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S'pore teens not healthy enough: survey

Publication Date : 16-02-2014


Singapore teens are just not active enough and this could lead to health problems when they become adults, a National Institute of Education (NIE) study has found.

It involved 244 students from seven secondary schools, who wore motion sensors on their hips for five days, two of which were at the weekend.

It was found that the number of steps the students took was 16 per cent higher in school than outside on the weekdays, and that boys were more active than girls.

But not one of the students met the national guideline of having at least an hour of moderate to vigorous physical activity a day. A brisk walk which raises the heart rate to 140 beats a minute would count as moderate activity.

The sedentary lifestyle could have a negative impact on the health of some of the students.

Blood tests were carried out on 229 participants, and the results showed that close to 12 per cent were at risk of metabolic syndrome. This covers a series of conditions, including increased blood pressure, a high blood sugar level, excess fat around the waist and abnormal cholesterol levels, which occur together.

The syndrome increases the risk of heart disease, stroke and diabetes when adulthood is reached.

Professor Michael Chia, who led the study, said what was significant was how nearly half of the 12 per cent were of normal weight and even underweight.

For these cases, the syndrome was not caused by any underlying weight issues, but likely by their "sedentary lifestyle", explained Prof Chia, an expert on physical education and paediatric exercise physiology with the NIE, calling it a worrying trend.

"The findings clearly show that our youth are not sufficiently engaged in physical activity," said the 51-year-old, who conducted the study with colleagues Swarup Mukherjee and Jamie Lye. "If this behaviour becomes entrenched, it may have dire consequences on the future physical and metabolic health of adult Singaporeans."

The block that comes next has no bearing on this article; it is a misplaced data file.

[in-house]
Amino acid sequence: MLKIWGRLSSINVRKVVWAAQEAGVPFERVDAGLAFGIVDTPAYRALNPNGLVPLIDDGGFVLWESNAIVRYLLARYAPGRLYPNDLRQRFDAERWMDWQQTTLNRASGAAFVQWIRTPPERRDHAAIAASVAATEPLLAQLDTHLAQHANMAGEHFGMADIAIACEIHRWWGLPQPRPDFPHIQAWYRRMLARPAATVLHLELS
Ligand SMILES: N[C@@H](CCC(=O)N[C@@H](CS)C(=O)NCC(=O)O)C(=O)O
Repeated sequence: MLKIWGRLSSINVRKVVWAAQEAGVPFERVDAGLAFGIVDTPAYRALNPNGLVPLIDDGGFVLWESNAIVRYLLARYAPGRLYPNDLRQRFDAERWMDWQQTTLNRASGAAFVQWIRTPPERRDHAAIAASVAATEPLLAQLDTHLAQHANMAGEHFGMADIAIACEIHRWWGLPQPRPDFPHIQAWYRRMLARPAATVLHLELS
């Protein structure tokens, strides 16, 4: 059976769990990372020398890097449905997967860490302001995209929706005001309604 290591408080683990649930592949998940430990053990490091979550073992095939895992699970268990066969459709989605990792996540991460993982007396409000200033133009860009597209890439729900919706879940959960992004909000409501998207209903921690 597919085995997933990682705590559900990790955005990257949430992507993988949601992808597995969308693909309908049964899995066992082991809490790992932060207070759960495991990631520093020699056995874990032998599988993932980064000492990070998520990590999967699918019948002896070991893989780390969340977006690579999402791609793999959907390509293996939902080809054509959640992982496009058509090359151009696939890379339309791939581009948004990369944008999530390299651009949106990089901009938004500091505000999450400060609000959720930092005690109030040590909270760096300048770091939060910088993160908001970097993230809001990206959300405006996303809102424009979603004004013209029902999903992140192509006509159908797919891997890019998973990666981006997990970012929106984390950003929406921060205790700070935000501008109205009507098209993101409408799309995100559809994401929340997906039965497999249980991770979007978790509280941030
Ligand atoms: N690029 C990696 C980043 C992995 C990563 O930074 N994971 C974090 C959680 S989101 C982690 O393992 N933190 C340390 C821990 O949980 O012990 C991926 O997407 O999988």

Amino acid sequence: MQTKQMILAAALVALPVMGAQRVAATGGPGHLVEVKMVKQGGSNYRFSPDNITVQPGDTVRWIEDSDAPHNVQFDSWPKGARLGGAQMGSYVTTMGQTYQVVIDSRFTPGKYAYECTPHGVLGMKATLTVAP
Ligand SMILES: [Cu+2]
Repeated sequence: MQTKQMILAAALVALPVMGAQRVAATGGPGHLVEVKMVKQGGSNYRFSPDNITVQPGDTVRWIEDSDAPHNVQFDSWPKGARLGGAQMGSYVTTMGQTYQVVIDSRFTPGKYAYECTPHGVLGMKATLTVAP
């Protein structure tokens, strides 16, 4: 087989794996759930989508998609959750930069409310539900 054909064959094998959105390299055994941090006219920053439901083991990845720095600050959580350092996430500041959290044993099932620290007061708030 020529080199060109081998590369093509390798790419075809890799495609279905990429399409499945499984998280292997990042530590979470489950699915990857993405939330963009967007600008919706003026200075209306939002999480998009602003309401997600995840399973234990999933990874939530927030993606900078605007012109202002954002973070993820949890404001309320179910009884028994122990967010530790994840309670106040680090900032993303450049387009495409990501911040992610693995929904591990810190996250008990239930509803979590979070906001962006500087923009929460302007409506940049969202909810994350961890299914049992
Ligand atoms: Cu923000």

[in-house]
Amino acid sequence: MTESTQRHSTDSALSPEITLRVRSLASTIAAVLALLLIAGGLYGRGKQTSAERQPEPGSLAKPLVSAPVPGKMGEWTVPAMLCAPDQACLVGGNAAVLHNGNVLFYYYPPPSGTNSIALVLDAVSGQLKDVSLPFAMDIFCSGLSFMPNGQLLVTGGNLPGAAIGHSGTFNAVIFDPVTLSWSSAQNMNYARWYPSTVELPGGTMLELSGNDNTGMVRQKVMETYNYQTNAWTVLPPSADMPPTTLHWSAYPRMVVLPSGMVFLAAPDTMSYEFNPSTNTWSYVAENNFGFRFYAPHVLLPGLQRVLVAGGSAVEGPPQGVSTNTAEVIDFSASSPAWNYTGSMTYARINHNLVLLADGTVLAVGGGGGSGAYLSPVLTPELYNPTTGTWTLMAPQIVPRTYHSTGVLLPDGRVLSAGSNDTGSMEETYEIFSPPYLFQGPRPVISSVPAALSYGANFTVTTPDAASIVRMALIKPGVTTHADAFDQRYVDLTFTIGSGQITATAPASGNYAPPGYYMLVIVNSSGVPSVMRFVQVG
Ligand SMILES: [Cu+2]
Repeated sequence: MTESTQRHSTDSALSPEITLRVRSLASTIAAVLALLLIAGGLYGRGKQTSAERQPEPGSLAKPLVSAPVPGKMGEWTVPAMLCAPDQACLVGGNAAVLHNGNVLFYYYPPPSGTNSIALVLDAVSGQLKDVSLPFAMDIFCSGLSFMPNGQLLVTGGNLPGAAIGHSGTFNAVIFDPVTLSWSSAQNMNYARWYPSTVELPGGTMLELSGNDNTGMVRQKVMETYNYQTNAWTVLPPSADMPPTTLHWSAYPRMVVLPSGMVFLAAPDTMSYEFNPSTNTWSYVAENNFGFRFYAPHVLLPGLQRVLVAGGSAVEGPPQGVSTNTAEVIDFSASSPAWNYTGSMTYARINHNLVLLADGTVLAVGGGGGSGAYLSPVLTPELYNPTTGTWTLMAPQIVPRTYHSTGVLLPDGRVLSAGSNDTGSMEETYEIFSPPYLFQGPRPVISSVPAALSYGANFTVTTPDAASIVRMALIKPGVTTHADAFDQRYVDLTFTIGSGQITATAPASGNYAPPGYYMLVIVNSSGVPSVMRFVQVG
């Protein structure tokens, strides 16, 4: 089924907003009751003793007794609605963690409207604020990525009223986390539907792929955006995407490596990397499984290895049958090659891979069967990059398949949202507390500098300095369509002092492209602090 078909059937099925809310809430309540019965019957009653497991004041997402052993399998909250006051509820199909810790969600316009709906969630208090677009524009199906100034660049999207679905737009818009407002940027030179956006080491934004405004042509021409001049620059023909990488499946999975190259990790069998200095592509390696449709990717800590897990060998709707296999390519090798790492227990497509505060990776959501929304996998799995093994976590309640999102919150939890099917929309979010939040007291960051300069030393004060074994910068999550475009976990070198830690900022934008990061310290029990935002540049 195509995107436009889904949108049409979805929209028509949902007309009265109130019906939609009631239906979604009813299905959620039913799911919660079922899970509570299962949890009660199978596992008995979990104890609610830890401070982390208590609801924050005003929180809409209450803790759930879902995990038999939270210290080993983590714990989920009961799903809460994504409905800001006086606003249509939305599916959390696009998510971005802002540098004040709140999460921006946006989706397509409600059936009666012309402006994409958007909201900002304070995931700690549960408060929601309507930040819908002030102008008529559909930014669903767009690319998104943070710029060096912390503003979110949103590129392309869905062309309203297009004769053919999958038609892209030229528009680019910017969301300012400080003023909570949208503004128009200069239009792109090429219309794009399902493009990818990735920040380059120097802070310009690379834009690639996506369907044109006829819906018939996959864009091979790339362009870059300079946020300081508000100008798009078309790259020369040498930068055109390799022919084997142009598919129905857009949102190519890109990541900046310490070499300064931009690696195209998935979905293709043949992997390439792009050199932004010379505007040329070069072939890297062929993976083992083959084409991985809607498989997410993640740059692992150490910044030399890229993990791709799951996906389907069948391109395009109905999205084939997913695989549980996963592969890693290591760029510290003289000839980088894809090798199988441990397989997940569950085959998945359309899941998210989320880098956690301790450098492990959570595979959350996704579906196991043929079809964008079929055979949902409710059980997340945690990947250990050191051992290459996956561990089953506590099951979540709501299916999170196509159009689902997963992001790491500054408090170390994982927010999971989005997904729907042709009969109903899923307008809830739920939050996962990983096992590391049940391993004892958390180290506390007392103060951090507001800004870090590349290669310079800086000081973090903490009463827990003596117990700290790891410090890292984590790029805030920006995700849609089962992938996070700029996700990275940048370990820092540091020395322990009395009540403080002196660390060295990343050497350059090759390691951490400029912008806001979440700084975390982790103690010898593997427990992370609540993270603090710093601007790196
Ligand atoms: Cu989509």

He applauded the Ministry of Education's recent move to increase physical education time, from one to two hours a week in secondary schools. But he stressed that more needs to be done to get children moving. One suggestion is to have five-minute breaks between lessons. Another is extending recess time so that students have time for games.

There was also a need to get girls more engaged in sport.

He noted that NIE was already trying these measures in some schools and studying their impact, such as whether having a longer recess leads to a drop in students' performances in tests.

Secondary students told about Chia's findings said they were not surprised. A typical comment came from April Lim, 16, who will enter Ngee Ann Polytechnic this year to study business.

"I don't mind sports like netball, but I just don't have the time. My typical school day consists of lessons, CCA - the IT club in my case - then tuition and homework," she said. "On weekends, I play computer games and watch my favourite TV shows, and movies on my laptop."

Business manager R. Arun, 40, who has two school-going children, said the findings were cause for concern. "I see kids, mine included, glued to their phones and the computer. I think both parents and schools should do something about this," he said.


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